Along with Patrick Steptoe, Yorkshire physiologist Robert Edwards worked for a decade on the most important discovery to treat infertility: in vitro fertilization. In 1978, this led to the first “test tube baby,” Louise Brown, who would regard Edwards as a “grandfather” figure. As of now, there have been more than four million IVF babies. Steptoe, as the senior partner, was more well-known than Edwards. However, as he died in 1988, he missed sharing Edwards’ knighthood and 2010 Nobel Prize.

6. Adrienne Asch (1946-2013): civil rights champion

Like many supporters of women’s rights during the 1970s, ethicist Adrienne Asch favored abortion rights—but not in every case. She strongly opposed the practices of prenatal testing and abortion to avoid bringing children with disabilities into the world. Asch, blind since her childhood, knew that disability did not make her worthless. She graduated in philosophy in 1969, but employers discriminated against her due to her blindness. Not as helpless as they thought, she saw disability as a civil rights issue, fighting for more respect and opportunity for people with disabilities. She later became a clinical psychotherapist, and received a PhD in 1992. 

7. James H. Steele (1913-2013): super-vet

Steele was known as “the father of veterinary public health” for his work to prevent the spread of disease from animals to people. Even the ancients knew that animals spread disease, and numerous epidemics have happened over the millennia to remind us. However, after all that time, it was left to Steele to pioneer mass vaccination for animals—not just to protect them, but to protect humans as well. Steele brought more attention to zoonoses—diseases that spread from animals to humans. As these include 70 percent of diseases to emerge in the last 20 years (including West Nile virus, monkeypox and mad cow disease), he might yet prove to be one of the most important medical innovators of the past century.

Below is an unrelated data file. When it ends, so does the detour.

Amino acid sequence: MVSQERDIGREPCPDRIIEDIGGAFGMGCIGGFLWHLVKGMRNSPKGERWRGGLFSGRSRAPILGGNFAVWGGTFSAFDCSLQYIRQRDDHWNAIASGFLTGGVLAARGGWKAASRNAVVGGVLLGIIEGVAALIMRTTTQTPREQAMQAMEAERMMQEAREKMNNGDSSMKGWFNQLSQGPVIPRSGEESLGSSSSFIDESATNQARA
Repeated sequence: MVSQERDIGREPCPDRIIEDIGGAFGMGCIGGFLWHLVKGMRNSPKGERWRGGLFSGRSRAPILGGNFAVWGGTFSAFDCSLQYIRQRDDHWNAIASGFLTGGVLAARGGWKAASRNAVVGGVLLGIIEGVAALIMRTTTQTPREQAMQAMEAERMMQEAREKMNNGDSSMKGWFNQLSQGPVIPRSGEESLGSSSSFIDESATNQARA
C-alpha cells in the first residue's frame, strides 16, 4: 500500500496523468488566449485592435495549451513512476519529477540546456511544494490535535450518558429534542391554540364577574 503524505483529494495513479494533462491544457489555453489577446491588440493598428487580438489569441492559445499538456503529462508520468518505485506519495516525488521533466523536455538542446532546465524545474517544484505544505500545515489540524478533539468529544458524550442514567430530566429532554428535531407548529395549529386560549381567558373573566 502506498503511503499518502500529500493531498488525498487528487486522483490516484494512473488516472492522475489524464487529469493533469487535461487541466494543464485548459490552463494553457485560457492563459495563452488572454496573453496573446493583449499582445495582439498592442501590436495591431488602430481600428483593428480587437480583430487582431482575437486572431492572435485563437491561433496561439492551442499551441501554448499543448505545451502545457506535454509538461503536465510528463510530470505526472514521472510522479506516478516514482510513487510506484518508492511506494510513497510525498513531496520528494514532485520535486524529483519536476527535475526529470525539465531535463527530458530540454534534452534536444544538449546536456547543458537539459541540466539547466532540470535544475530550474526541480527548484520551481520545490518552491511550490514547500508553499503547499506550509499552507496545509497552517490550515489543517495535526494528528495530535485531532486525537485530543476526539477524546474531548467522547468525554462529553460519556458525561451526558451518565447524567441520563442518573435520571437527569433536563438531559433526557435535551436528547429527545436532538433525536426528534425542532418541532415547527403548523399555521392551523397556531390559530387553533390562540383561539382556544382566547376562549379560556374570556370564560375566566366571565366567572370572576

8. and 9. Mother Antonia Brenner (1926-2013) and Sister Mary Nerney (1938-2013): prison angels

Some people who died this year were notable for their goodness as much as their great achievements. Mother Antonia Brenner, twice-divorced and active in charity work, left the high life of Beverly Hills at age 50 to be ordained as a Roman Catholic nun. She devoted herself to helping the inmates at Mexico’s notorious La Mesa state penitentiary, and lived in a cell at La Mesa for more than 30 years to be closer to them. Inmates recalled that she once walked fearlessly into the middle of a prison riot, avoiding the bullets and tear gas. But when the inmates saw her, they stopped fighting.

Another Roman Catholic nun, Sister Mary Nerney, was an equally tireless advocate for female convicts, especially survivors of domestic violence (who were, in many cases, imprisoned for murdering the perpetrators). She started Project Green Hope (to help reintegrate ex-prisoners into society) and Steps to End Family Violence (which assists battered men as well as women). 

10. Natalya Gorbanevskaya (1936-2013): freedom fighter

A Russian dissident, Natalya Gorbanevskaya protested in Moscow’s Red Square in 1968 when Russian troops sent tanks into Czechoslovakia to quell the Prague Spring. Unlike most of her fellow protesters, she avoided arrest. Her activities, however, became even more courageous: forming a civil rights group; co-founding The Chronicle of Current Events, an influential underground newspaper focusing on civil rights news; and publishing a book about the trials of her arrested comrades. She was finally arrested in 1969 and thrown into a psychiatric prison for “continuous sluggish schizophrenia.” Joan Baez’ song “Natalya” was inspired by her plight. “It is because of people like Natalya Gorbanevskaya, I am convinced,” said Baez, “that you and I are still alive and walking around on the face of the earth.”